Miller, center Olin Kreutz and the rest of the offensive line enjoyed a few smiles and possibly the last laugh after they came together following a week of controversy and helped the Bears achieve a 13-3 win over the Carolina Panthers with 30:42 of ball control and 122 yards rushing against the NFC's top rushing defense.
"I wouldn't say it was easy," Miller said. "But we just went out there and we knew what task we had at hand. We went out there and put a body on a body and tried to keep the quarterback relatively free and made sure there were some good run-back lanes and we'd be OK. We just did our individual techniques.
"They gave us some difficult fronts for the running game. And we just found a way to win the game."
Miller and Kreutz had fought each other at a barbeque following a day of shooting at an FBI indoor shooting range in North Chicago almost two weeks earlier, triggering a week of cover-ups and controversy. Miller had a broken jaw and Kreutz a gash on his head. They offered up apologies early last week, but still think the media made far too much of the situation -- even if it is under FBI investigation.
"It wasn't something that was good for the team," Kreutz said. "Obviously we're still embarrassed by it."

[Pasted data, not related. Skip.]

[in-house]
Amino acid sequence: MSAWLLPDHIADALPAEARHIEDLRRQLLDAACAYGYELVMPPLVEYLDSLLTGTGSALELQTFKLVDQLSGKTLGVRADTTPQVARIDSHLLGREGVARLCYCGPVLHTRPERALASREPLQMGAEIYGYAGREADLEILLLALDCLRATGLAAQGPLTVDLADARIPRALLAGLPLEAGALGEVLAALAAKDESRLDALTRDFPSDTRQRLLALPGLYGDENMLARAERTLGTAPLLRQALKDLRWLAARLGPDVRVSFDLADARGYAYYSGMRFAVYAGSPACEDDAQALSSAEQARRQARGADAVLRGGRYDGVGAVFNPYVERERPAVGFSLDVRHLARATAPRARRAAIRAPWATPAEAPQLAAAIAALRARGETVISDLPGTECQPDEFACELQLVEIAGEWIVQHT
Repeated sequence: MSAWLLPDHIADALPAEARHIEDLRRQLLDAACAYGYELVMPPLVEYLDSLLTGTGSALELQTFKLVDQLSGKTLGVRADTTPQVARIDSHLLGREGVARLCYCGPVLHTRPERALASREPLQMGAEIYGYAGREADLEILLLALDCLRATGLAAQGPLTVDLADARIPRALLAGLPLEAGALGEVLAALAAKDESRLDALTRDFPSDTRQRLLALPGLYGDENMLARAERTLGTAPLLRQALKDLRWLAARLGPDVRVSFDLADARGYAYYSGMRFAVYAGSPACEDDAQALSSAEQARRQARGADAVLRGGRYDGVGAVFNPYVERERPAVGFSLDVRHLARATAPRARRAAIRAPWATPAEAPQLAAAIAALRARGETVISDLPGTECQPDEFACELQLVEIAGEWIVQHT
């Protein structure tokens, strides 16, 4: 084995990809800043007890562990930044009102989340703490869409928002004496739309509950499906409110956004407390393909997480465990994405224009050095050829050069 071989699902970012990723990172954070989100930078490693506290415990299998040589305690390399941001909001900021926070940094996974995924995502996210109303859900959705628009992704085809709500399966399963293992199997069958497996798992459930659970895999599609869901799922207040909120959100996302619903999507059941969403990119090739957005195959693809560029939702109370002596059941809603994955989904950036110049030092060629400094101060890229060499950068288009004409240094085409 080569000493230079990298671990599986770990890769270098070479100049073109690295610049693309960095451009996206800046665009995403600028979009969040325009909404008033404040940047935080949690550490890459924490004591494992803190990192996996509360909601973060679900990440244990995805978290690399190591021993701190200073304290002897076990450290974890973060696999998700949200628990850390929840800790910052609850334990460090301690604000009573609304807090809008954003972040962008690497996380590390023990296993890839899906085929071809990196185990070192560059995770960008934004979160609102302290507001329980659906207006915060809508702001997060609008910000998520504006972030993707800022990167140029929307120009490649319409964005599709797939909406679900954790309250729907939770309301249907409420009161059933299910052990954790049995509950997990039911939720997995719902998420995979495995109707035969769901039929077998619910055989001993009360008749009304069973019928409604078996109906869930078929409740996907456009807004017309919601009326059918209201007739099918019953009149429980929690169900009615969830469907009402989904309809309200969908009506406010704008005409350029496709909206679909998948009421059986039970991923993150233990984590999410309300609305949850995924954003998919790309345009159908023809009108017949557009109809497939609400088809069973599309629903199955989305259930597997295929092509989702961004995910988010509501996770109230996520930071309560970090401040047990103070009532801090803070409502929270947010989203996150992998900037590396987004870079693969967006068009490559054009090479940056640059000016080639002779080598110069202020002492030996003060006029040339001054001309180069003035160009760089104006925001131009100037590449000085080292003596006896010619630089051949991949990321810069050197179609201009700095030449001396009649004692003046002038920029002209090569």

It almost seemed the offensive line thrived on the adversity of the previous week as they kept quarterback Kyle Orton free of sacks for the third time this season and produced the second-best rushing performance anyone has had against the Panthers' defense. But both players said that wasn't the case.
"It's not a rallying point," Kreutz said. "It's something that me and Fred did by ourselves. We got over it. We're two men. Who's right, who's wrong doesn't matter. We're both wrong.
"There's not a right or wrong in that whole situation. We're just both idiots."
Linemen thought there was never a chance the incident would break their team chemistry.
"We were unified when we came out of training camp," guard Ruben Brown said. "That's just something Olin and Fred had to work out and they did."
Miller is eating only "mushy stuff" now, he said, like mashed potatoes and pasta. He still has a steel plate in the jaw.
Miller had to play across from Panthers Pro Bowl defensive end Julius Peppers. Peppers made two tackles, none for loss, and was barely heard from on the day. Miller never really took a big shot to the jaw in the game, although he admitted to being a bit nervous about a cast-like pad Peppers was wearing.
"Nobody was trying to really hit me but I didn't take any direct shots," he said. "I felt pretty good. "It's going to be a little sore. It was about what I expected and I just went out there and played and had a lot of fun."
Miller and Kreutz maintained that the only people worrying about the fight between he and Kreutz were media members, although the FBI certainly has some interest in it.
"We've already put it behind," Miller said. "It's you guys (media) who still want to write about it and who care about it. But we had to go out there and win the ballgame no matter what."
Kreutz was upset with one reporter after the game for detailing the broken jaw he gave a former college teammate in an article.
"I'm done talking to you," Kreutz said.
The Bears' offensive line was happy to let their action do all the talking Sunday.